U.S.Army Ambulances & Medical Vehicles In World War II
Author: Didier Andres
Publisher: Casemate Publishers
Evacuating wounded soldiers from the front lines is one of the military support infrastructure's most critical tasks. The ambulance is one of the most important elements of that structure. If you'd like to learn more about the history of United States Army ambulances during World War II Casemate Publishers has the book for you.
In this new book author Didier Andres traces the development of the U.S. Army ambulance, from its origins in 1937 Quartermaster Corps discussions about purpose-built ambulance to meet the Army's future needs. Andres devotes 14 chapters to the vehicle's evolution from the Metropolitan ambulances used nationwide by general hospitals and the multi patient ambulances unique to the U.S. Army, created by the Linn Coach & Truck Company. Meant for use as a a large-scale transport, the multi patient ambulance was a 1 ½ ton 4x2 vehicle capable of transporting either 12 wounded on mobile stretchers or 16 mobile patients.
After the United States entered the War the armed forces fought in several theatres of war at the same time, necessitating many different ambulance designs to suit each theatre's unique environment. The book discusses these designs in great detail, including Field Litter Carriers, Medic Jeeps, Field Ambulances, Front-Line Ambulances, etc. The latter category included such oddities as the amphibious M-29-C Weasel, which was the only World War II vehicle meant and designed for adaption for multiple roles.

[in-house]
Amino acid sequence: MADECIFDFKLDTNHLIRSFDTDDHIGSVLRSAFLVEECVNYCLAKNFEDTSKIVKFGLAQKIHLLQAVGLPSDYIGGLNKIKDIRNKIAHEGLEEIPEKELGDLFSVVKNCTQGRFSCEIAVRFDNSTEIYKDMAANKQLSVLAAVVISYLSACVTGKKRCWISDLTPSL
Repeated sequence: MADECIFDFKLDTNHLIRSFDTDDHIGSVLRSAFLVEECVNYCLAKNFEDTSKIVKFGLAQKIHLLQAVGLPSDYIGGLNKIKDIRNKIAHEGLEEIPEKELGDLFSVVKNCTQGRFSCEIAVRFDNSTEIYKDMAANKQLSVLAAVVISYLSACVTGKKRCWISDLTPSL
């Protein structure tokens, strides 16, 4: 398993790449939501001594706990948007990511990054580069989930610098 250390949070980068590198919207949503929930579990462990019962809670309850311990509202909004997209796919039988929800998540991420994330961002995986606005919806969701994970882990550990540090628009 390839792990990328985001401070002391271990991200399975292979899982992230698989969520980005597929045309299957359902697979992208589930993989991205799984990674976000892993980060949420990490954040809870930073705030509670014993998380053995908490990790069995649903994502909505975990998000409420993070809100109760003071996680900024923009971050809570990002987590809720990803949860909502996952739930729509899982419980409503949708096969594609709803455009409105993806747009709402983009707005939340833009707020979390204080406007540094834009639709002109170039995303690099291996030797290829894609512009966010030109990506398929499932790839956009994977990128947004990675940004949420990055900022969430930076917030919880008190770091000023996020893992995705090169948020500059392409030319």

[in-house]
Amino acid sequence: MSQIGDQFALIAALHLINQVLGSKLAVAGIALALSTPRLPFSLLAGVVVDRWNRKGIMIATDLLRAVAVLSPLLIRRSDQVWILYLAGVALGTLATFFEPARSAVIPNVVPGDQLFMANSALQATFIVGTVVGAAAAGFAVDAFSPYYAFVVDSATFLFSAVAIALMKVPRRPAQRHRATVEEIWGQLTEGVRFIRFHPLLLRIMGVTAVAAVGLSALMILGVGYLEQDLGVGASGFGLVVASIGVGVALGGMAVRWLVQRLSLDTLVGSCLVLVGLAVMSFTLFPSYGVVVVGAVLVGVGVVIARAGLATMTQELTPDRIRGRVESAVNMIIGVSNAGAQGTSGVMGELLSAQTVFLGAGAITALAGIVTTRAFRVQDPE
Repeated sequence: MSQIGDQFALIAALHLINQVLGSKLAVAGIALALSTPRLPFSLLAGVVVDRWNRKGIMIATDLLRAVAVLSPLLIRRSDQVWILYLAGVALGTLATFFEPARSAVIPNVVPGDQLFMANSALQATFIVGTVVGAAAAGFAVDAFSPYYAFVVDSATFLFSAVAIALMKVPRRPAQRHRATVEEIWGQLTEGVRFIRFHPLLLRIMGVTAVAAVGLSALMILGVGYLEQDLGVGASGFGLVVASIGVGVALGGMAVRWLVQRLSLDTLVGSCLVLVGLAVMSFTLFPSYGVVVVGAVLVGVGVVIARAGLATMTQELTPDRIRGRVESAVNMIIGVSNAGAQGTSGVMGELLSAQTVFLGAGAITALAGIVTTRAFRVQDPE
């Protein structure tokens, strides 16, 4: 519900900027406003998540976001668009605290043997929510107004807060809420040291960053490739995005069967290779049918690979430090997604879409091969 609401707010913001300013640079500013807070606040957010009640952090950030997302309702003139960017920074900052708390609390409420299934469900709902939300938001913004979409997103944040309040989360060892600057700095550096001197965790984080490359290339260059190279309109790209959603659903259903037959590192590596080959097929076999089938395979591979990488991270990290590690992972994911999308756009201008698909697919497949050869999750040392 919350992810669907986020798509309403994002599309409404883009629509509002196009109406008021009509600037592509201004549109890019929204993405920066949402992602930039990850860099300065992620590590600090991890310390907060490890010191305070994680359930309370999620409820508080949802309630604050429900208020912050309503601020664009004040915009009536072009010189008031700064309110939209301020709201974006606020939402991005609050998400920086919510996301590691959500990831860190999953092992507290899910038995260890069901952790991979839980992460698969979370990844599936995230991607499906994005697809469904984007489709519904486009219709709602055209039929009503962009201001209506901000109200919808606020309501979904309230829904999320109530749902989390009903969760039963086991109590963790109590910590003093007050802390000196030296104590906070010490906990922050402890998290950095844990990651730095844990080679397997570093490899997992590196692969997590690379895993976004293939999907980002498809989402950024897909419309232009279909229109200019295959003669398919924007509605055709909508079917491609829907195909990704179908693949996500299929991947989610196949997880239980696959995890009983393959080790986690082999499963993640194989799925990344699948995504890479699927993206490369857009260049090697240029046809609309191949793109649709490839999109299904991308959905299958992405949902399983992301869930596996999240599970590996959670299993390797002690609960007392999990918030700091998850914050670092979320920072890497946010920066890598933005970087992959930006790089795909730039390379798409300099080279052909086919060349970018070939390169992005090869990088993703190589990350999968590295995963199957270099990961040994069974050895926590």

The 4x4 Jeep was one of the U.S. military's most indispensable, versatile and adaptable vehicles and about the only motorized vehicle present in every single unit. The Jeep was readily adaptable to the Medic Jeep role and some variants could accommodate up to six wounded on liters.
The book is well illustrated with many pre-War and Wartime photographs, some of them in color.
U.S. Army ambulance and medical vehicles were useful, versatile and adaptable vehicles which underwent numerous design permutations throughout War World War II. This is a useful book for fans of World War II support vehicles.
I recommend this book and I would like to thank Casemate Publishers for the review sample.